An Analysis on “The Colonial Era: A Documentary Reader,” Chapter 11:
“Slavery;” Racism and Classism in the Colonial Era
Dr. Michael Faubion
September 26, 2018
The colonial era is considered a period where 13 European colonies took over part of the United States of America to later become 13 states. During this time, slavery was completely normal and legal, it was implemented in every colony, but society at the time was not sure how to commonly treat slaves. Throughout this chapter, it is evident that Classism along with Racism were the two things that ruled during the Colonial Era. To demonstrate my point, I will be referencing to “The Colonial Era: A Documentary Reader,” Chapter 11, for corroboration.
To begin with, in the “Colonial Era: A Documentary Reader,” Chapter 11, “Slavery,” Paul G. E. Clemens exhibits the way Racism and Classism is seen through the eyes of some minor nobility, gentry, and other aristocracy. One clear example of this is the “New York Conspiracy Trials of 1741:” where a “theft that was followed by a series of fires, and some whites concluded that there was a conspiracy afoot, involving the Hughsons and various slaves and free blacks, to burn New York,” “led to the execution of 30 slaves and four whites,” was very shocking. Mary Burton, a 16-year-old indentured servant of John and Sarah Hughsons, when asked to testify, she stated in her deposition that: “‘she has seen twenty or thirty negroes at one time in her master’s house…” “‘That Hughson (her master) and her mistress used to threaten, that if she herself, the deponent, ever made a mention of the goods stolen from Mr. Hogg, they would poison her; and the negroes swore, if ever she published, or discovered the design of burning the town, they would burn her whenever they met her. That she never saw an sic white person in company when they talked of burning the town, but her master, her mistress, and Peggy’.” This demonstrates how Mary is willing to “defend” white people but still turn in and “betray” the people she is working for and exaggerate about how many “negroes” she saw, to save herself.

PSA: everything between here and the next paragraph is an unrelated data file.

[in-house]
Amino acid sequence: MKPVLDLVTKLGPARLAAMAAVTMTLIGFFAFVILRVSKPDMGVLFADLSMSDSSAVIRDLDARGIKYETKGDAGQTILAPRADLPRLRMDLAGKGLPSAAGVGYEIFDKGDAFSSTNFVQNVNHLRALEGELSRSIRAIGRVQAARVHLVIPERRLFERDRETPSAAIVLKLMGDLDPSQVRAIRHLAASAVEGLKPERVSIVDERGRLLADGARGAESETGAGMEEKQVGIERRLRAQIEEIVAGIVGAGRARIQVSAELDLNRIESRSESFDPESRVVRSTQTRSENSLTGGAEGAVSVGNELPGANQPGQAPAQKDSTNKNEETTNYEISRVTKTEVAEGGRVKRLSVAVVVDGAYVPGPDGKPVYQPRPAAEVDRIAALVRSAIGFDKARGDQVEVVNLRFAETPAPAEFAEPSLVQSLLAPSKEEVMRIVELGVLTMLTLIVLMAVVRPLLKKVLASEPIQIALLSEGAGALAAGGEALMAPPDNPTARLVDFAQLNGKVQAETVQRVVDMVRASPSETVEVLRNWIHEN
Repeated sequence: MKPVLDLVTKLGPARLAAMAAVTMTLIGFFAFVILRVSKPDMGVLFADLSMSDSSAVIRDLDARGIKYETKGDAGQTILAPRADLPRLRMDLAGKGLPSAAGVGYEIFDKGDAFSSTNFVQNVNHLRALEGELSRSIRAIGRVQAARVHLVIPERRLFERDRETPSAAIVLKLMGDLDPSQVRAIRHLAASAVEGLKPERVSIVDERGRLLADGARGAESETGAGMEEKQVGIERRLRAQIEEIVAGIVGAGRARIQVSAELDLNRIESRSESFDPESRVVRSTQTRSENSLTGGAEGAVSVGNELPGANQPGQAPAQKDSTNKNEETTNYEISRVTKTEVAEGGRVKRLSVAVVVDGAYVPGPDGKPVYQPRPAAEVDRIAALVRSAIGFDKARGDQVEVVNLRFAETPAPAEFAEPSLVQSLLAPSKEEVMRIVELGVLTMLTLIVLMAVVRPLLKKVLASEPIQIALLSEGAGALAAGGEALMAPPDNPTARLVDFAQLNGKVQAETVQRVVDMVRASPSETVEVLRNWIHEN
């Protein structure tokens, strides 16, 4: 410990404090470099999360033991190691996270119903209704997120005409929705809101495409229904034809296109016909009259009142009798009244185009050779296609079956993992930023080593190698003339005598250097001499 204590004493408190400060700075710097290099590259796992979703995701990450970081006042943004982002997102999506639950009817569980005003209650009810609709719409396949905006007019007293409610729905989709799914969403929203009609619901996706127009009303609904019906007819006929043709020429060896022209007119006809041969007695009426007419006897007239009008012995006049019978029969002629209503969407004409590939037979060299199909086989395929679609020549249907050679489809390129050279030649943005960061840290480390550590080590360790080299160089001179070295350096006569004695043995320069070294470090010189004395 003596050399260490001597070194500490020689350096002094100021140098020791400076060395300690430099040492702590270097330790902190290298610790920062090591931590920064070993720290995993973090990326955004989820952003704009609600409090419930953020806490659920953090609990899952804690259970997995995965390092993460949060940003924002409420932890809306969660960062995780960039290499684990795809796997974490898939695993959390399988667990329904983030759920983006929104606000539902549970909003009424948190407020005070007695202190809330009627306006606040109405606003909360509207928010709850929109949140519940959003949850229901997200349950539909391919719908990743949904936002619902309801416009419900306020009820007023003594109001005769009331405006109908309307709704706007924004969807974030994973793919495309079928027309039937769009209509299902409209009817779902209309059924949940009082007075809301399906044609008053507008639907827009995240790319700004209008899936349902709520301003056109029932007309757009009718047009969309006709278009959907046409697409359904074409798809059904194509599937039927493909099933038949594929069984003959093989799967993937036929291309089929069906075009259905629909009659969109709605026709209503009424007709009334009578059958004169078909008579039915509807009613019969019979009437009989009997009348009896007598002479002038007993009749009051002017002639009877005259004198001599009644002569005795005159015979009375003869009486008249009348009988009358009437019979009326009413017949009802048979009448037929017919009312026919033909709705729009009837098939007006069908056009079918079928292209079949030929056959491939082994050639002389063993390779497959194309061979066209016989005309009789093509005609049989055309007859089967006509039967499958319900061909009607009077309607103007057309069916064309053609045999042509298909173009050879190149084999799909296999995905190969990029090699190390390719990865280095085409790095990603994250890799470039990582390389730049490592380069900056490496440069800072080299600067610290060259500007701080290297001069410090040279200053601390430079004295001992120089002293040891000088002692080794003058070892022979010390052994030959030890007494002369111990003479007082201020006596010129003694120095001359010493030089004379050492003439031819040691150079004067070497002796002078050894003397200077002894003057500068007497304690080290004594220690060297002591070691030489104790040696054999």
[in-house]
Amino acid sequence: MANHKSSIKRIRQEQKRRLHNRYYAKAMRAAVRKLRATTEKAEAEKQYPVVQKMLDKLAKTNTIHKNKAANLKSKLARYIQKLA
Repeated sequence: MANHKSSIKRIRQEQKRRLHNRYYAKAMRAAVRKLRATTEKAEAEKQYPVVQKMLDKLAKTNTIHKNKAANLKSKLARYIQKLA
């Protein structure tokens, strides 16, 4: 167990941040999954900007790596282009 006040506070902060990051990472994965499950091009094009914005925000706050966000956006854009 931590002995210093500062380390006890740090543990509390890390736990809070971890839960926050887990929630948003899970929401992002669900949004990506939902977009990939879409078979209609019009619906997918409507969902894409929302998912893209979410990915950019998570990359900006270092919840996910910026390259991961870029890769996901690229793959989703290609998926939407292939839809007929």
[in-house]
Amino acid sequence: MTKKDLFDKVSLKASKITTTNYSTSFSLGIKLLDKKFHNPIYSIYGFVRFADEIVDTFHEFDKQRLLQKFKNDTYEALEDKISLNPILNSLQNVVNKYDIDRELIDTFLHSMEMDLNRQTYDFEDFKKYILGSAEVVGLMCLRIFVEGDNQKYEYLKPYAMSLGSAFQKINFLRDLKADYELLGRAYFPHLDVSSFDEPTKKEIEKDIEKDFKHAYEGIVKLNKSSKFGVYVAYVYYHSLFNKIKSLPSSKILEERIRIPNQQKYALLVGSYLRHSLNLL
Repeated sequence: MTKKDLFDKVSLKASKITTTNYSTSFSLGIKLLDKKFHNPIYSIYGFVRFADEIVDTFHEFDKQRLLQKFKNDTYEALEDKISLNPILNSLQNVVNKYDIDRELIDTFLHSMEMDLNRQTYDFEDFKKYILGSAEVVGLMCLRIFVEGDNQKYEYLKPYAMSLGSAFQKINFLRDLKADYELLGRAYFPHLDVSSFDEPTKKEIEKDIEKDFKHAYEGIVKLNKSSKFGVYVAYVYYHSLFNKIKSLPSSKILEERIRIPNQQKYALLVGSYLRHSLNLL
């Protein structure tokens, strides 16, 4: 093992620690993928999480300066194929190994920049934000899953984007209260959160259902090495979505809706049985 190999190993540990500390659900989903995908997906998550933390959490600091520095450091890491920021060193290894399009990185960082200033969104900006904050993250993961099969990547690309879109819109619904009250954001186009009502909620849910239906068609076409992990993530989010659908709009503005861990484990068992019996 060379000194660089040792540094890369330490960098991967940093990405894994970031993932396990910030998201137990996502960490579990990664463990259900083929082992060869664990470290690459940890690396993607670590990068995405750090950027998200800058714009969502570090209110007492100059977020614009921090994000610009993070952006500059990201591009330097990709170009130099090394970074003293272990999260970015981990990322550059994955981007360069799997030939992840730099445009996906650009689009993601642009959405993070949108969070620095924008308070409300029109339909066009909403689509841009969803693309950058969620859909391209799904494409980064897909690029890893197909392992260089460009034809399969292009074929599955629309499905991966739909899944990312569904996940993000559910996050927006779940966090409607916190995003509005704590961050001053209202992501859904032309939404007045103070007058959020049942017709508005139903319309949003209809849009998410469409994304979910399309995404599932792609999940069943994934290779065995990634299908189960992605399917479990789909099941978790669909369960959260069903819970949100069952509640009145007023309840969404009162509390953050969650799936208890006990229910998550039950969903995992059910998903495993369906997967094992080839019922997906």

On the other hand, there are exceptions to the rule, for instance, once again in Chapter 11,”A Virginia Planter Instructs his Plantation Manager about Enslaved Workers, 1743/4 and 1754,” Joseph Ball, the owner of Morattico, a plantation in Lancaster County, Virginia, tells his nephew Joseph Chinn to take care of his plantation based on the instructions he left him that were specific and very well-thought-out regarding his workers, Ball demanded to his nephew: “And Every one of the workers must have a Good Suite of the Welsh Plain made as it should be. Not to sic Scanty, nor bobtail’d. and Each must have Two shirts, or shifts, of the ozenbrigs…And all workers must have Good strong Shoes, ; Stockings.” This passage of Joseph Ball indicating how to take care of his enslaved workers is perhaps just him being smart enough to keep them healthy and strong for a longer period of time or perhaps it conveys he cares about them and is interested in their needs.
The slaves, most African Americans in Virginia, were marginalized because labor in Southern States was critical for the economy, but surprisingly, they had significant autonomy. African American never experienced the same rights as white citizens during this time. Racism and classism were both being justified by this idea that African Americans were somehow less than humans; thus, this economic growth that meant gaining wealth out of a person’s labor without paying his/her expenses for lodging nor food, was acceptable.